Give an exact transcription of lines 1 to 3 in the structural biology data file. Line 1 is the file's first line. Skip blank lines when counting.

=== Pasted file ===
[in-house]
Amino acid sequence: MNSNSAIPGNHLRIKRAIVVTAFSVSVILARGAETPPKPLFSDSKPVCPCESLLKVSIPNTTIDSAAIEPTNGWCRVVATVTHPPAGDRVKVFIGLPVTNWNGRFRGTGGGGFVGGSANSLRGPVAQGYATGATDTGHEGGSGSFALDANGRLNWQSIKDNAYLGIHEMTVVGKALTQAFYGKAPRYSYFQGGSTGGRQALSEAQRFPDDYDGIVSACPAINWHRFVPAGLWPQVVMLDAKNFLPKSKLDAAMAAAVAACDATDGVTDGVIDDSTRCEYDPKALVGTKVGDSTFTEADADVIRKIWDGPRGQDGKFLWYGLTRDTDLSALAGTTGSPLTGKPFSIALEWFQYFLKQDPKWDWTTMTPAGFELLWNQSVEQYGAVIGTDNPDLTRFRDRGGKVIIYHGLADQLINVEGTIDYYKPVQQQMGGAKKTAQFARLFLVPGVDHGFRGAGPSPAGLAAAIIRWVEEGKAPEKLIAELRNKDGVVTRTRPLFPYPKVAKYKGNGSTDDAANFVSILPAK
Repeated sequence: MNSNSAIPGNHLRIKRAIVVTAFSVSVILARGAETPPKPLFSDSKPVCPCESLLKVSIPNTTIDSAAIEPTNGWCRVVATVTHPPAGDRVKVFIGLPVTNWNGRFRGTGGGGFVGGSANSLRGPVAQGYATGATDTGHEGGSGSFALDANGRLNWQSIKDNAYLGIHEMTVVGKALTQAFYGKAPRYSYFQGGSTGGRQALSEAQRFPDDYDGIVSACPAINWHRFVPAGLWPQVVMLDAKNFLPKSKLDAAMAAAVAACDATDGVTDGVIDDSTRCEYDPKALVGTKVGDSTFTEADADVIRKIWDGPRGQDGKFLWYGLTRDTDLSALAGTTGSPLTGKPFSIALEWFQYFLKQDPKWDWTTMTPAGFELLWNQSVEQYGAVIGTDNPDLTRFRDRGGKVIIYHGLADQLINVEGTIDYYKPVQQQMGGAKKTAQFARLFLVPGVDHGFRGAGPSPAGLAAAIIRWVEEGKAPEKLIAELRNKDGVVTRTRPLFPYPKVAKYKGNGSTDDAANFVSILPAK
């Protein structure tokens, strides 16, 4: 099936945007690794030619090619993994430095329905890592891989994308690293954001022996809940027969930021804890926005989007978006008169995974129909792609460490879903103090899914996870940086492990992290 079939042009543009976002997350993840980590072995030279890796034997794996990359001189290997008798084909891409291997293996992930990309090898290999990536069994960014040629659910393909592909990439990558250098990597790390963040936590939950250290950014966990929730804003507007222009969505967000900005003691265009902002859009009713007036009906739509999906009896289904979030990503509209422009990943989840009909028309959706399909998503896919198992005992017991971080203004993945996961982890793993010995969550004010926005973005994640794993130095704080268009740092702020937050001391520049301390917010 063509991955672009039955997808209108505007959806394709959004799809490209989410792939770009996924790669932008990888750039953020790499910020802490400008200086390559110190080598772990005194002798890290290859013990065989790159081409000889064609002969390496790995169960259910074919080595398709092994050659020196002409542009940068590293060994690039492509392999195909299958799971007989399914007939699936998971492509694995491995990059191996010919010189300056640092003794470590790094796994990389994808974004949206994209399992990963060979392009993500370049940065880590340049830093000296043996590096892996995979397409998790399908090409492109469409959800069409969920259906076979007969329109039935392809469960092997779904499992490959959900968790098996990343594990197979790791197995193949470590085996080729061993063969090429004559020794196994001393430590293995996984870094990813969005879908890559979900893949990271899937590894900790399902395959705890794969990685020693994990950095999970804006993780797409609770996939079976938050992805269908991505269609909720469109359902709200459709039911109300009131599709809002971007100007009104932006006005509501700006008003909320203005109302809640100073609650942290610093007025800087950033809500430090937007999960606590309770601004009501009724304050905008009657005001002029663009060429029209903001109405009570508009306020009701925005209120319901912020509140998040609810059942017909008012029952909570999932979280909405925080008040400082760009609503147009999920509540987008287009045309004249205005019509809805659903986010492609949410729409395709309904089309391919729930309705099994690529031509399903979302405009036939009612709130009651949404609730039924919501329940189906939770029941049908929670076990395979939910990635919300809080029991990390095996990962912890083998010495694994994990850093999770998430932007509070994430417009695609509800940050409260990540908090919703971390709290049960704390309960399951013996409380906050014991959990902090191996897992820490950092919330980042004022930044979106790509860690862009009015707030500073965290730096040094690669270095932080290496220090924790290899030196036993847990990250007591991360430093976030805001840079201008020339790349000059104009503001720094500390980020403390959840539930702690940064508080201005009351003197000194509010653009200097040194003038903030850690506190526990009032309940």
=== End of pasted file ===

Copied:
[in-house]
Amino acid sequence: MNSNSAIPGNHLRIKRAIVVTAFSVSVILARGAETPPKPLFSDSKPVCPCESLLKVSIPNTTIDSAAIEPTNGWCRVVATVTHPPAGDRVKVFIGLPVTNWNGRFRGTGGGGFVGGSANSLRGPVAQGYATGATDTGHEGGSGSFALDANGRLNWQSIKDNAYLGIHEMTVVGKALTQAFYGKAPRYSYFQGGSTGGRQALSEAQRFPDDYDGIVSACPAINWHRFVPAGLWPQVVMLDAKNFLPKSKLDAAMAAAVAACDATDGVTDGVIDDSTRCEYDPKALVGTKVGDSTFTEADADVIRKIWDGPRGQDGKFLWYGLTRDTDLSALAGTTGSPLTGKPFSIALEWFQYFLKQDPKWDWTTMTPAGFELLWNQSVEQYGAVIGTDNPDLTRFRDRGGKVIIYHGLADQLINVEGTIDYYKPVQQQMGGAKKTAQFARLFLVPGVDHGFRGAGPSPAGLAAAIIRWVEEGKAPEKLIAELRNKDGVVTRTRPLFPYPKVAKYKGNGSTDDAANFVSILPAK
Repeated sequence: MNSNSAIPGNHLRIKRAIVVTAFSVSVILARGAETPPKPLFSDSKPVCPCESLLKVSIPNTTIDSAAIEPTNGWCRVVATVTHPPAGDRVKVFIGLPVTNWNGRFRGTGGGGFVGGSANSLRGPVAQGYATGATDTGHEGGSGSFALDANGRLNWQSIKDNAYLGIHEMTVVGKALTQAFYGKAPRYSYFQGGSTGGRQALSEAQRFPDDYDGIVSACPAINWHRFVPAGLWPQVVMLDAKNFLPKSKLDAAMAAAVAACDATDGVTDGVIDDSTRCEYDPKALVGTKVGDSTFTEADADVIRKIWDGPRGQDGKFLWYGLTRDTDLSALAGTTGSPLTGKPFSIALEWFQYFLKQDPKWDWTTMTPAGFELLWNQSVEQYGAVIGTDNPDLTRFRDRGGKVIIYHGLADQLINVEGTIDYYKPVQQQMGGAKKTAQFARLFLVPGVDHGFRGAGPSPAGLAAAIIRWVEEGKAPEKLIAELRNKDGVVTRTRPLFPYPKVAKYKGNGSTDDAANFVSILPAK